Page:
What is Bookmarking – , the simple act of storing a URL, whether in a personal store or on a cloud, revolutionizes our online participation. From being passive consumers of information, the act of bookmarking turns us into collaborators in extending this information. Those that we liked, that evoked a reaction in us, something that we could identify ourselves with, something that we would like to keep track of are all transformed by the expression of our interest in it. Especially when the bookmarks are centrally stored on a server somewhere.
Current Services – Online bookmarking services are dime a dozen. I use del.icio.us for all my(user name maheshcr) bookmarking needs. StumbleUpon is another popular service.
What is wrong now – However most of these services allow bookmarking of URLs and nothing more. Of course the URLs themselves could point to literally anything that could served on the Internet. These include text, images, audio, video etc. But the URL that points to rich media, say audio or video files cannot pin point a location beyond the start. Let me elaborate.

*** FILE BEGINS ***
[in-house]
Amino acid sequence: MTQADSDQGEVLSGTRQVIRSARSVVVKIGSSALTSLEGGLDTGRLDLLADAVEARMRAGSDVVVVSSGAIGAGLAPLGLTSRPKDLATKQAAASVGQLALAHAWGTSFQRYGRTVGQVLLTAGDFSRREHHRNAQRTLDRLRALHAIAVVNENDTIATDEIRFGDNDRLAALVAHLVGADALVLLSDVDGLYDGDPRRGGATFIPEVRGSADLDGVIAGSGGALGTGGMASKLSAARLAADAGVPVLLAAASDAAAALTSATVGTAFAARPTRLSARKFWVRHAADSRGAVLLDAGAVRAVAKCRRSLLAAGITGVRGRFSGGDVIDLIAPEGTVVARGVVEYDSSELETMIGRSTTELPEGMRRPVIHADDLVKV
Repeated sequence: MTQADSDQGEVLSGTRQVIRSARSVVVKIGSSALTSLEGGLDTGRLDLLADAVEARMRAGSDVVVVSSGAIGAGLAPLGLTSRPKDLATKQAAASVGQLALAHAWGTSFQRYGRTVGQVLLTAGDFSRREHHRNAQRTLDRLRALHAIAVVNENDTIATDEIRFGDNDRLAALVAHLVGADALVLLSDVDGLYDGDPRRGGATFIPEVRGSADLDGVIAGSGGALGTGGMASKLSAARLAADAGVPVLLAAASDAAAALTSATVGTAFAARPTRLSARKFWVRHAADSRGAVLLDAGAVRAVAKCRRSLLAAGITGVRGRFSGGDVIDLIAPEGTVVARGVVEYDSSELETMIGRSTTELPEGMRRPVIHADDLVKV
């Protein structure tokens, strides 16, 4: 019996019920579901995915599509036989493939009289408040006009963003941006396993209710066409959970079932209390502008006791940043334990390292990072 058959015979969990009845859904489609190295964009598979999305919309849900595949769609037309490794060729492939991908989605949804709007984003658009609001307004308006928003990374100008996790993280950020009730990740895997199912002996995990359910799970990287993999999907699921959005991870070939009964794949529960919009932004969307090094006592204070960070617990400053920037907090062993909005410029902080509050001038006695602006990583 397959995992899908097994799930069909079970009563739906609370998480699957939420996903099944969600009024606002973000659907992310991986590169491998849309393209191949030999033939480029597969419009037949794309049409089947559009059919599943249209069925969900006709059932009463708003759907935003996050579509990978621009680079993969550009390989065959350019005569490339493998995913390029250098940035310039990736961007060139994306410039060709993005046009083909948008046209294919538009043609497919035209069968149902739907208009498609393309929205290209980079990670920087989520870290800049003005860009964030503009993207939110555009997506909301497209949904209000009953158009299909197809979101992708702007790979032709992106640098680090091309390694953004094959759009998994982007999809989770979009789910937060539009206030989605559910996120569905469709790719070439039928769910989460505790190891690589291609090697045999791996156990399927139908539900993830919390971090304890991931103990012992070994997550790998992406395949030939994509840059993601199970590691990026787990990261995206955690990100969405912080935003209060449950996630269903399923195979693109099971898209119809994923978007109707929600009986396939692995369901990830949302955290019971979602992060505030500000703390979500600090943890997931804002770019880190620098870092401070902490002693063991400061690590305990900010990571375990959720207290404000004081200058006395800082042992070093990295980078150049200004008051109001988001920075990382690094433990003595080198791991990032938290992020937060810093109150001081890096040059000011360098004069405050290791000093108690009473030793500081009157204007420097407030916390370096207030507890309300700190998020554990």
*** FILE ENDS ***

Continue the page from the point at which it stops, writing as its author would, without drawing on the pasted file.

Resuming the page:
What would be ideal– How about a particular riff within a song that I want to highlight? Or a quote within a video? Currently the best that we can do is to mention the time when the point of interest starts, and optionally ends. So we say, ‘watch at 1:10mins’ or ‘hear at 2:29’. As much as these are useful the fact is that user attention is not a decently engineered mechanism, accuracy and consistency is seldom guaranteed. If we could delegate this task of highlighting something in a larger body of work, to a machine, we should be better off.
Some compromises that exist today – To be clear some of this is done in latest video players where specific time points are highlighted on the timeline. This though is done by the producer of the content and does not allow the user to participate by marking areas as they see it fit.
Google’s ‘answer’ to this problem – Google seems to have attacked this problem with its Google Elections Search Video Gadget. Where a certain video is mined for text by recognizing audio and the resulting content attached as metadata. This comes very close to the problem I have discussed but feel it does not go the full distance. More could be done.
Wrap up – Has this problem been solved already? If not, would solving this add value to how we consume, discover and remember online information? What do you think?
[Update: The very next day I posted this entry a new service gets profiled on LifeHacker called Splicd. It lets one mark a specific portion of the video within YouTube. Interesting service. Have not played in detail yet, will keep you posted on how it turns out.]